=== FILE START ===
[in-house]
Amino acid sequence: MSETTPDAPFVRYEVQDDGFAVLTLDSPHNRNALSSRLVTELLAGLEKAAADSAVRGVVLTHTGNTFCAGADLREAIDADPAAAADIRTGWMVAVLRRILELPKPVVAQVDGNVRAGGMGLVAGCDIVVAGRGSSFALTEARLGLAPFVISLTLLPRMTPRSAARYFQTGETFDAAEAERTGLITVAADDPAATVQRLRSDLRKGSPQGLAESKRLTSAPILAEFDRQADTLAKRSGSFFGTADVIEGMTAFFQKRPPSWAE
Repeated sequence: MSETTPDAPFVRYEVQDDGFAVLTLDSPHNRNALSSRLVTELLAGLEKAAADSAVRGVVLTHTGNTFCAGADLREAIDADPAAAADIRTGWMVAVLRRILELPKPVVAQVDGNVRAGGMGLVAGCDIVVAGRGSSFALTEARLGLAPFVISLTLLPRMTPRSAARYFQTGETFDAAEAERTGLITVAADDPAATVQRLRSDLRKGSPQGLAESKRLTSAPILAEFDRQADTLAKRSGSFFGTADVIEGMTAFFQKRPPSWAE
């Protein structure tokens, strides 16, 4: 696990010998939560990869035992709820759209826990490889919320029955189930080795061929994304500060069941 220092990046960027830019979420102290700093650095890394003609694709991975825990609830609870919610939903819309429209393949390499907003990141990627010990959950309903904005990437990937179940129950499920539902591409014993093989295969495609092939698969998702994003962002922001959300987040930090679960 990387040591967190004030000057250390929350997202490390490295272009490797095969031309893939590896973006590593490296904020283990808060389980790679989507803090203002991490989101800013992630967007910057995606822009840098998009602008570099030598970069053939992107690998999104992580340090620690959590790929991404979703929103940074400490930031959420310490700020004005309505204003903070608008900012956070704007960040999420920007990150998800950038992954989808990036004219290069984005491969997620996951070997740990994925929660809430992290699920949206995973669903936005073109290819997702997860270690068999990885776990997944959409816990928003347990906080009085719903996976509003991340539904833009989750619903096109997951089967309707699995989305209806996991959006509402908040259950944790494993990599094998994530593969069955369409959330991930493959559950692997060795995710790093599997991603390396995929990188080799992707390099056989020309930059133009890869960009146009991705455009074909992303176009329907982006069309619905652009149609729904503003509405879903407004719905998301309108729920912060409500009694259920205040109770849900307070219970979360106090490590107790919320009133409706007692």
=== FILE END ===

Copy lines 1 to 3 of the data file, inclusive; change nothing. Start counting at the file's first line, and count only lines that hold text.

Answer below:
[in-house]
Amino acid sequence: MSETTPDAPFVRYEVQDDGFAVLTLDSPHNRNALSSRLVTELLAGLEKAAADSAVRGVVLTHTGNTFCAGADLREAIDADPAAAADIRTGWMVAVLRRILELPKPVVAQVDGNVRAGGMGLVAGCDIVVAGRGSSFALTEARLGLAPFVISLTLLPRMTPRSAARYFQTGETFDAAEAERTGLITVAADDPAATVQRLRSDLRKGSPQGLAESKRLTSAPILAEFDRQADTLAKRSGSFFGTADVIEGMTAFFQKRPPSWAE
Repeated sequence: MSETTPDAPFVRYEVQDDGFAVLTLDSPHNRNALSSRLVTELLAGLEKAAADSAVRGVVLTHTGNTFCAGADLREAIDADPAAAADIRTGWMVAVLRRILELPKPVVAQVDGNVRAGGMGLVAGCDIVVAGRGSSFALTEARLGLAPFVISLTLLPRMTPRSAARYFQTGETFDAAEAERTGLITVAADDPAATVQRLRSDLRKGSPQGLAESKRLTSAPILAEFDRQADTLAKRSGSFFGTADVIEGMTAFFQKRPPSWAE